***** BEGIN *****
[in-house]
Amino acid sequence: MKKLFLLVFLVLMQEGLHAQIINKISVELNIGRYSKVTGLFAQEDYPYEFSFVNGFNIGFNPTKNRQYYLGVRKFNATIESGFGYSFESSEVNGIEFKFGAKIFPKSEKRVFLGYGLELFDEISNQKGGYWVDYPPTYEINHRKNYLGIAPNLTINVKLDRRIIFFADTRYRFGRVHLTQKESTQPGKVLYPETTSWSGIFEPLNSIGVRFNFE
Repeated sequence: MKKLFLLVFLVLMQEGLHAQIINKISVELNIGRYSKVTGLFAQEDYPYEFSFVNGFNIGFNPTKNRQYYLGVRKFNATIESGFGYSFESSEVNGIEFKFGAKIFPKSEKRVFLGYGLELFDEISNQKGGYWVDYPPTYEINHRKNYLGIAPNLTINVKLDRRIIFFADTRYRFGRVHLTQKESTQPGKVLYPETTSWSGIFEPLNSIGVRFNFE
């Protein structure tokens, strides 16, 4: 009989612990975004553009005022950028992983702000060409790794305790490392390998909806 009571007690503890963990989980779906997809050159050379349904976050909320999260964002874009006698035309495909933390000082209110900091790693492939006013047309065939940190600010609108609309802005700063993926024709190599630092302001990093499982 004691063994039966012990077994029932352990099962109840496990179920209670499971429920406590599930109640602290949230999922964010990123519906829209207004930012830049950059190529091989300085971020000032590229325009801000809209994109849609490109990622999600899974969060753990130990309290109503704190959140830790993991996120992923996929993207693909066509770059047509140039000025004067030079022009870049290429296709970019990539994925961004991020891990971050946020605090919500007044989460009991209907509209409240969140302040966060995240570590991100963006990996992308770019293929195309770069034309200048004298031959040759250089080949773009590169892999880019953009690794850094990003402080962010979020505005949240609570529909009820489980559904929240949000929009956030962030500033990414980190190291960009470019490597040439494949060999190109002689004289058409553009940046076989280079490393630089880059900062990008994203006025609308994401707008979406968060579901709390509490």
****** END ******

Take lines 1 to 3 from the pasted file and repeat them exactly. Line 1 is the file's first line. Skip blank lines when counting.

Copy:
[in-house]
Amino acid sequence: MKKLFLLVFLVLMQEGLHAQIINKISVELNIGRYSKVTGLFAQEDYPYEFSFVNGFNIGFNPTKNRQYYLGVRKFNATIESGFGYSFESSEVNGIEFKFGAKIFPKSEKRVFLGYGLELFDEISNQKGGYWVDYPPTYEINHRKNYLGIAPNLTINVKLDRRIIFFADTRYRFGRVHLTQKESTQPGKVLYPETTSWSGIFEPLNSIGVRFNFE
Repeated sequence: MKKLFLLVFLVLMQEGLHAQIINKISVELNIGRYSKVTGLFAQEDYPYEFSFVNGFNIGFNPTKNRQYYLGVRKFNATIESGFGYSFESSEVNGIEFKFGAKIFPKSEKRVFLGYGLELFDEISNQKGGYWVDYPPTYEINHRKNYLGIAPNLTINVKLDRRIIFFADTRYRFGRVHLTQKESTQPGKVLYPETTSWSGIFEPLNSIGVRFNFE